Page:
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‘No-brainer’

Public lecture to discuss impact of brain function on education

By Kelly Foss

Learning occurs through experience-dependent changes of connections within the brain.

It therefore seems a “no-brainer” that the study of brain function and structure can and should inform education.

Canning Lecture

Dr. Daniel Ansari will give the inaugural Dr. Patricia Canning Memorial Lecture in Child Health and Development at Memorial University on Tuesday, March 28.

Dr. Ansari is the Canada Research Chair in Developmental Cognitive Neuroscience and is a professor in the Department of Psychology and the Brain and Mind Institute at Western University.

“Much attention has been paid to the marriage between education and neuroscience marked by the emergence of new fields such as educational neuroscience, and mind, brain and education,” said Dr. Ansari.

“The aim of this talk is to provide a critical overview of the potential for neuroscience, particularly cognitive neuroscience, to inform education and educational professionals.”

Challenges and opportunities

Dr. Ansari will discuss challenges as well as opportunities in connecting cognitive neuroscience and education by reviewing different sources of evidence and their relative degree of educational relevance, including the proliferation of so-called “brain-based” products that suffer from a lack of an evidence base and lead to the generation of “neuromyths.”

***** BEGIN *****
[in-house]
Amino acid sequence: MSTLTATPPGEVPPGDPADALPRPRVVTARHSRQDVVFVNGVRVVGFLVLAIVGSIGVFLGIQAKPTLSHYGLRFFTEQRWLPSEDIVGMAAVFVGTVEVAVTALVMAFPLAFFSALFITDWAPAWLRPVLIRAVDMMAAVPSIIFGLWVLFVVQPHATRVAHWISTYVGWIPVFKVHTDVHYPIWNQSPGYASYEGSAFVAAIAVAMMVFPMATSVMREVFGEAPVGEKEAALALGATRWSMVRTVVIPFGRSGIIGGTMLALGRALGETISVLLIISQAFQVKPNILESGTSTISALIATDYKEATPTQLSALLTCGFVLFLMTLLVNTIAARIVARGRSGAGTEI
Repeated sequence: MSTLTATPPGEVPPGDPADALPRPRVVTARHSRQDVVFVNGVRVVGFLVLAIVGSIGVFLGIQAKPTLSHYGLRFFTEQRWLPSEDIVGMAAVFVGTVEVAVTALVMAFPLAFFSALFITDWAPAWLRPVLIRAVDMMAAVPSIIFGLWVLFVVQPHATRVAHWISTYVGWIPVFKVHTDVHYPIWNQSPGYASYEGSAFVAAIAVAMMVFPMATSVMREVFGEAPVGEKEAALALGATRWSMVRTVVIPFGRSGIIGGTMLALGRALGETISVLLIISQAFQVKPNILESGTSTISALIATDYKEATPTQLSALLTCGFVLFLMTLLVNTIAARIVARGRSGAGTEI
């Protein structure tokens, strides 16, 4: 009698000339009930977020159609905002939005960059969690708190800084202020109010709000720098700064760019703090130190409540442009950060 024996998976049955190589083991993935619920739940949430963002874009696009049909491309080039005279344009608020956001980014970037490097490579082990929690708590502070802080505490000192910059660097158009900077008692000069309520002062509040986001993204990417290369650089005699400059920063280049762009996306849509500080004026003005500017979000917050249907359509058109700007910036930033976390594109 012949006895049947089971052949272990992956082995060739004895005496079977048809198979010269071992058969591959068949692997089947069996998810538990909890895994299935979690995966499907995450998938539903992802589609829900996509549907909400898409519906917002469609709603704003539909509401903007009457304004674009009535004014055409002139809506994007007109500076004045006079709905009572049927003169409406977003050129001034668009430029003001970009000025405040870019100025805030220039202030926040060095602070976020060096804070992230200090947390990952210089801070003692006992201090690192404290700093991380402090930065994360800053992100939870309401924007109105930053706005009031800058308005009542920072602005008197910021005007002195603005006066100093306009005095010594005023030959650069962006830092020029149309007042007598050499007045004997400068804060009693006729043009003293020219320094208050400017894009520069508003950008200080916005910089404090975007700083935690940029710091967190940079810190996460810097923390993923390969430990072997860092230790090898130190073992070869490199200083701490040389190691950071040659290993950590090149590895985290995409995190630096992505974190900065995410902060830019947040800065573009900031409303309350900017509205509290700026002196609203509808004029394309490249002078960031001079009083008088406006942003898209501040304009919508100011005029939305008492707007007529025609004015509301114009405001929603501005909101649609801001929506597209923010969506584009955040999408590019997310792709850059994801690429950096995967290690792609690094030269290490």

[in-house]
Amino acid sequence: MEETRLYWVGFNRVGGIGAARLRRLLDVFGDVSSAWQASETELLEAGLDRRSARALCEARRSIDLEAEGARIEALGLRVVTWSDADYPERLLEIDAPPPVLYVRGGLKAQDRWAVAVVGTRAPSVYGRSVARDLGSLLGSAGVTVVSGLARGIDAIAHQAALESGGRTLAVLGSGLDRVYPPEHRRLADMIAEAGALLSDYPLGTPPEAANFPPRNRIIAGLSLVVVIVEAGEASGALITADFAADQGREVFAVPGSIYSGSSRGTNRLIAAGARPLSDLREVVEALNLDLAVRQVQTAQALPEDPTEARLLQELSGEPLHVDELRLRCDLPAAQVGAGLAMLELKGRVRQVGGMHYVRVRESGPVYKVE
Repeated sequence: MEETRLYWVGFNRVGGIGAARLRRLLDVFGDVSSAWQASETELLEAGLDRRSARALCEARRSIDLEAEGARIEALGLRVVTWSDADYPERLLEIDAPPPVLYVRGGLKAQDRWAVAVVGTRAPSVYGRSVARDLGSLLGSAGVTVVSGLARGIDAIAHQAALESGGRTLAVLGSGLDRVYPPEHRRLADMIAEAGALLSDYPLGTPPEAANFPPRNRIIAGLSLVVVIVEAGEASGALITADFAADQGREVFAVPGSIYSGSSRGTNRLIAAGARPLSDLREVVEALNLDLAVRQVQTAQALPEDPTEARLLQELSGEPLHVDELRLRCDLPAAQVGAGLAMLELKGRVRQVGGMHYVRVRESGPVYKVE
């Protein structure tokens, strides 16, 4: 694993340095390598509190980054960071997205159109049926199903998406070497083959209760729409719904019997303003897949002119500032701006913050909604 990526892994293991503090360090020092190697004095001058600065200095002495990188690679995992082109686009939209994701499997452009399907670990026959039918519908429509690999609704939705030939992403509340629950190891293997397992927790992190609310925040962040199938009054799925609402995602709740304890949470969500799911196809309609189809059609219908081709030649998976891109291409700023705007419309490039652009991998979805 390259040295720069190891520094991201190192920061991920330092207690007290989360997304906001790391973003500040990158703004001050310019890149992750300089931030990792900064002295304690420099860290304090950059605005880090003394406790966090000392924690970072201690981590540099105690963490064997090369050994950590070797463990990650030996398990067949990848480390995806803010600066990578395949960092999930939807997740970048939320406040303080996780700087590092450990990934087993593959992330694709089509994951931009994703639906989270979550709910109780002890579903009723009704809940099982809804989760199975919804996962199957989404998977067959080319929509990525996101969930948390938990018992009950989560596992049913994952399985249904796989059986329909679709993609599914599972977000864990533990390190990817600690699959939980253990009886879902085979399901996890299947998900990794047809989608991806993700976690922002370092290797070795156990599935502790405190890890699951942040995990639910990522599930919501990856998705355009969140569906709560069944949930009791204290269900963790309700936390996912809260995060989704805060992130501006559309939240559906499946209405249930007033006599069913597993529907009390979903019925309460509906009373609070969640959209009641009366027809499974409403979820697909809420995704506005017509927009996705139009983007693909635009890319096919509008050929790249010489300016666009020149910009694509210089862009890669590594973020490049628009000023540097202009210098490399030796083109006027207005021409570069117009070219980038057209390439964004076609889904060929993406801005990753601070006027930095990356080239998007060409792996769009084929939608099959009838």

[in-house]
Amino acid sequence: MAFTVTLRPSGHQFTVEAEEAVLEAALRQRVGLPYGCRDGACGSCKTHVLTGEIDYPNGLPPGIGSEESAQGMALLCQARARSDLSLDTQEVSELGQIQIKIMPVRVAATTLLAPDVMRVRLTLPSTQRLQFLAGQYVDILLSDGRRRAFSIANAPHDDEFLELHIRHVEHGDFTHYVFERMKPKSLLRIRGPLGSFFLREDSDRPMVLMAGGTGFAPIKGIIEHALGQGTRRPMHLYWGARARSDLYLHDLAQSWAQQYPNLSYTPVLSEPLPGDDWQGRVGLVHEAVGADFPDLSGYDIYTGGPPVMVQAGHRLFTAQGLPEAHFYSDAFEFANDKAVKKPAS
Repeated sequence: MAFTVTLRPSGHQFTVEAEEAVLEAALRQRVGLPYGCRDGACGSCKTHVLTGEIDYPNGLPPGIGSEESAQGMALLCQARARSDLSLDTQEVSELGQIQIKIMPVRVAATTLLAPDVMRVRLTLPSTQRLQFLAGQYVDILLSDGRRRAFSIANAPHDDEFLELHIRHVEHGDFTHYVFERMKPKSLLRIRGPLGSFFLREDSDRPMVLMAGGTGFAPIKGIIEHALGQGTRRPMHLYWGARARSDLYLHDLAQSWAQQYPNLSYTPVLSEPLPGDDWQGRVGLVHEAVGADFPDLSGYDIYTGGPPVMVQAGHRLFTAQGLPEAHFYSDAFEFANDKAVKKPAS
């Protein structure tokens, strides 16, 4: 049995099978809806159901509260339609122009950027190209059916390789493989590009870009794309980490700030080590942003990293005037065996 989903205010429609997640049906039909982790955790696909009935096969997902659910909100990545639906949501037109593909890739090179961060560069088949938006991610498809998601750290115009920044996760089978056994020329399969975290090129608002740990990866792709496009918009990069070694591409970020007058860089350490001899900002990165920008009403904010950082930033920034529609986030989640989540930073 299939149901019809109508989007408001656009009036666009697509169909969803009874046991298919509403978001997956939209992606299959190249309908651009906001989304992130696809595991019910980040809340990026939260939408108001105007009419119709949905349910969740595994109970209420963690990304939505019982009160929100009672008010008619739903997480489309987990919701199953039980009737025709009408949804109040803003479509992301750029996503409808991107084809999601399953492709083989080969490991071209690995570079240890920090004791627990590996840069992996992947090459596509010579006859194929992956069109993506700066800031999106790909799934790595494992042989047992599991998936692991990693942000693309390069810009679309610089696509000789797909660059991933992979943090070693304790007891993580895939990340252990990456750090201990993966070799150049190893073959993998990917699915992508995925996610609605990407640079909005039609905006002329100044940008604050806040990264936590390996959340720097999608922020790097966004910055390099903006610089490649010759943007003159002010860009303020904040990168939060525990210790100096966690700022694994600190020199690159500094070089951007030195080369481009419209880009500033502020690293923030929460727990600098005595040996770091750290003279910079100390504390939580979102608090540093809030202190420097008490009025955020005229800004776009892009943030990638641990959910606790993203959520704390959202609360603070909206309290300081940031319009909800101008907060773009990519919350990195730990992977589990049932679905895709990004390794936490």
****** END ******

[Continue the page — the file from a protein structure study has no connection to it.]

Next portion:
He will also discuss future pathways towards a productive and bidirectional connection between education and cognitive neuroscience.

Dr. Ansari was one of the first researchers in the world to use non-invasive brain-imaging devices to understand how children’s brains process numbers, and how that brain activation changes with age. By doing so, he discovered how children’s brains process numerical information differently than adults’ brains, thus highlighting the importance of development.

This discovery also raised the question of how these developmental processes go awry in children who have difficulties with math.

Everyone welcome

His lecture, Why Should Educators Care About Cognitive Neuroscience?, will take place Tuesday, March 28, at 7 p.m. in the Bruneau Centre for Research and Innovation, IIC-2001.

A reception will follow; limited free parking is available in lot 17.

The Dr. Patricia Canning Memorial Lecture in Child Health and Development was established through generous gifts from the family and friends of the late Dr. Patricia Canning, a child psychologist, educator and researcher at Memorial University.

The purpose of the lecture series is to attract a leader in the broadly defined area of child health and development research or discovery, with a goal of providing wide-reaching benefit to both the public and the Memorial University community. Speakers must have an international reputation and have produced extensive research on issues relevant to researchers, policy-makers and practitioners.


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